Lipstick on a Pig

Yesterday I was standing in the park outside CHNN World Headquarters, waiting for the streetcar in the humid 96 degree heat, and I spotted a familiar sight around here, a clipboard-carrying signature gatherer, approaching people in the park with a petition of one sort or another.  Rather than the usual scruffy college kid (for liberal initiatives, working for free) or frumpy suburbanite (for the right-wing initiatives, getting paid) this one was a leggy blonde in a micro miniskirt with long tresses hanging down her slender frame.  ”Smart,” I thought, even the most petition-weary Oregonian, were he of the male persuasion, would at least give her a listen.  Still, I hoped the streetcar would come before she got to me.

No such luck.  As she strode toward me, high heels clicking on the pavement as she crossed the streetcar tracks, my initial impression of hot babe quickly was overcome by reality; close up, she was, to be charitable, as big of a hag as I am, despite the peanut butter tan and heavy, sloppily applied eyeliner, and had the stringy appearance of Ann Coulter, which I soon found was what she was trying to be.  Tossing aside the usual polite and solicitous approach, she launched into her spiel in a harsh, scolding manner, railing as she did at the speed of Sarah Palin on crack like a true believer, against a “job-killing” $733 million tax increase passed by a legislature trying to close a $1 billion budget gap, “The largest in history,” natch.

As I listened to her angry rant about “letting the voters decide,” knowing that that meant a torrent of out-of-state money swamping us with misleading TV commercials, I knew I was in the presence of a home-grown teabagger in a miniskirt.  As Oscar Wilde wrote, “Sometimes it’s more than just a moral duty to speak one’s mind.  It becomes a pleasure.”  My heart leapt.  As soon as I was able to get a word in edgewise, I told her that it was pretty stupid of her to want Oregon to end up like California, and she of all people, working as a signature gatherer, was the least likely to benefit from the machinations of the people who paid her paltry wages.  ”You know what kills jobs?  These right-wing tax policies, and then they use the ensuing disaster to scare dimwits like you into supporting more of the same.  Good luck, and tell Bill Sizemore to fuck himself.”  The last part I shouted after her as she clicked away.  No one else signed her petition, and by the time the streetcar arrived, she had vanished.

Later, when I got back from my meeting, I picked up an early copy of the Sunday Oregonian, and sure enough, on the front page, was a story about how the same thugs who have been abusing our initiative system for thirty years were at it again, trying to revive their utterly discredited movement.  This time they’d chosen new front men, Sizemore himself having slinked away in a series of the kind of scandals that invariably befall those like him who live their whole lives on nothing but wingnut welfare: tax evasion, misappropriation of funds, election law violations and such.  Now failed gubernatorial candidate Kevin Mannix has teamed up with some other irrelevant wingnuts, financed as always by the mysterious and creepy Loren Parks of Nevada have 14, count ‘em, 14 measures filed for next year’s elections, complete with the usual misleading ballot titles and paid signature gatherers.  Few, if any, are ever expected to make the ballot, let alone win.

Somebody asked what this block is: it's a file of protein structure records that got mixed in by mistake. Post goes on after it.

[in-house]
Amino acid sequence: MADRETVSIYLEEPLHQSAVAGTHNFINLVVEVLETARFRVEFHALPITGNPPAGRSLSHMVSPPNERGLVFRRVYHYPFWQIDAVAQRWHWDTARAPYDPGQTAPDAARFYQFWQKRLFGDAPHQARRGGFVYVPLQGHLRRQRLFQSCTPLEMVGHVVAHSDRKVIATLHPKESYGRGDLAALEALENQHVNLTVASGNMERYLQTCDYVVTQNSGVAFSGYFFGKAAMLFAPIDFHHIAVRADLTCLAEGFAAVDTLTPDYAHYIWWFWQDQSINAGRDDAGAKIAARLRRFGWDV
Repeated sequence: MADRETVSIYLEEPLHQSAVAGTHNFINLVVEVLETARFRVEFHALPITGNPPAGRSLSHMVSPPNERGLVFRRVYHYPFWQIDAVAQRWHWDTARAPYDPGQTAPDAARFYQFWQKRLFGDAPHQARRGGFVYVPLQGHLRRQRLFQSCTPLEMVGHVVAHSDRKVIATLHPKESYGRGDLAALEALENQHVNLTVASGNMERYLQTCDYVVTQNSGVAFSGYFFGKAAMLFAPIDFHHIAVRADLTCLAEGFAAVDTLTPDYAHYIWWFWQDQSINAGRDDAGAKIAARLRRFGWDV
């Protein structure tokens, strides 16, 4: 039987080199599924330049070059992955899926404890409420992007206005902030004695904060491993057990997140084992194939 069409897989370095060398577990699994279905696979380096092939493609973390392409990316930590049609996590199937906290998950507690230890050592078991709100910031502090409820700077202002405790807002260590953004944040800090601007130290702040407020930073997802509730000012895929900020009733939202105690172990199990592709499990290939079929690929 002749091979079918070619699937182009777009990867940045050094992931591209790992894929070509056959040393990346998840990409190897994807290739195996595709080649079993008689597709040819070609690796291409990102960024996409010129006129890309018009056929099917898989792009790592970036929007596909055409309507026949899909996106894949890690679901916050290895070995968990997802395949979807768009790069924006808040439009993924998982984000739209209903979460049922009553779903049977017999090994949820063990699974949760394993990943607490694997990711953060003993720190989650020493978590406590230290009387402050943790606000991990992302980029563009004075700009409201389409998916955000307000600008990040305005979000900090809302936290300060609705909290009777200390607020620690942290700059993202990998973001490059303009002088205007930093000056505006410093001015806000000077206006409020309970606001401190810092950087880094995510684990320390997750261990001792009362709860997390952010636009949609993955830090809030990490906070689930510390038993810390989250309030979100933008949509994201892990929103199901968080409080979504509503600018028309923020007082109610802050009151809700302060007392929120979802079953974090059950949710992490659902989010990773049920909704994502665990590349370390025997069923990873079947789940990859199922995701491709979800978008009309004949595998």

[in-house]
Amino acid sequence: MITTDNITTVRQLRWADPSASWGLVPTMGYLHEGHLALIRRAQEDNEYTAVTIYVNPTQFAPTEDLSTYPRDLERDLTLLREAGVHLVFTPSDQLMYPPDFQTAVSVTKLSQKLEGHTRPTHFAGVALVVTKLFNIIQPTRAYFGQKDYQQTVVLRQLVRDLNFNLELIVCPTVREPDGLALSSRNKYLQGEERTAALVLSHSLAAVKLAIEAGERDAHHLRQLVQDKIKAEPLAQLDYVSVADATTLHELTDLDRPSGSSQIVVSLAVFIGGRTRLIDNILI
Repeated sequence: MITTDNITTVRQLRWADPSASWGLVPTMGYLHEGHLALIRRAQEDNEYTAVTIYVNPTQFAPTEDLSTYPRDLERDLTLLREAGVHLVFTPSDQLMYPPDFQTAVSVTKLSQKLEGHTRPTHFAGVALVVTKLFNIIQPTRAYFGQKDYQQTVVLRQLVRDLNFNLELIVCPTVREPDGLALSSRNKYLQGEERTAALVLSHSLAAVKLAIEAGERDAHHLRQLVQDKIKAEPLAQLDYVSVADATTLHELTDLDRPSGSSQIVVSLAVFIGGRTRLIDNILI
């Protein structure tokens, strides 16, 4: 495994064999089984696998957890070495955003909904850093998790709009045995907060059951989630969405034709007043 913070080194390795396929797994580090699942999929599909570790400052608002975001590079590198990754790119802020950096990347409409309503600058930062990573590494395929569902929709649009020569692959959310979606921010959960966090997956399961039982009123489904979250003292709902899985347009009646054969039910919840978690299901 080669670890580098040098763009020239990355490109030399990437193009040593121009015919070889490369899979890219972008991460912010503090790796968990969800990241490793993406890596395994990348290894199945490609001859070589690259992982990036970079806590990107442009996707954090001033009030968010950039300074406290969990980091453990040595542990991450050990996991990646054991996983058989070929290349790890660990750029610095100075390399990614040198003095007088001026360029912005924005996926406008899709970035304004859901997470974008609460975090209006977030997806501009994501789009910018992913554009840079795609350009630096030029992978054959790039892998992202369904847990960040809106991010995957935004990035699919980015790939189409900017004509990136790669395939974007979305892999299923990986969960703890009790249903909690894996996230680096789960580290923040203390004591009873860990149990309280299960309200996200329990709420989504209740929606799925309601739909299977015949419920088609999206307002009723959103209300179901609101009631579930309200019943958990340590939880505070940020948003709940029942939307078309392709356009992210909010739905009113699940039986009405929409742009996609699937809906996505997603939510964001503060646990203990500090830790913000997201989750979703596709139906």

You see, Oregon has the special privilege, due to its relatively cheap media markets and lax laws governing its initiative system, to be continually used as a “laboratory” for rich creeps around the country to see what media strategy will fool the rubes into voting for things that will further enrich rich creeps like themselves.  Whichever scare tactics, buzzwords, smears, or outright lies are shown to work here can then be taken national, while the clunkers are dropped, before too much hard-earned money is spent.  They’re always trying, god bless ‘em, to figure out a way to fool more of the people more of the time, at the lowest price.  Nice work if you can get it, and don’t happen to have anything better to do with your ample free time.

And when they succeed, pretty soon the state is handing out IOU’s.  I guess that inconvenient fact is what led them to haul out the miniskirts.


  1. dirigo says:

    Why didn’t you suggest you could use her as a CHNN stringer in Naples?

    Might help her focus and get some sun too.

  2. heru-ur says:

    Ah, taxes, that ever popular topic.

    Hag, I tell you, the power to tax is the power to destroy. No, literally. Most of our tax money pays for wars, weapons, police, prisons, and other wonderful benefits of democracy.

    I would, if I could get a national vote on some ballot, propose the total elimination of all taxes on everyone who makes under 100,000 a year. (pick your own number, this one is just for an example) That would save the economy almost immediately and also give dignity back to the working man. I would then move to change the tax structure to tax the corporations almost entirely. After all, they have been the beneficiaries of government gifts for 230 years; why not give a little back, eh?

    The above is “fringe kook” talk no doubt. But I would dig my grave even deeper and ask you if there is not at least 85 percent of government that could be eliminated. (think doing away with all drug laws first, end the empire, and then look for other cuts)

    See-ya around.

    • cocktailhag says:

      Amen, Heru. The tax “reform” Sizemore got passed in 1990, after several tries, was just like California’s: touted to help the homeowner but really shifting the tax burden away from big business to the homeowners. Clever, huh? We also have no sales tax, so out-of-state visitors get a free ride, which causes more consternation about the other taxes, and on and on.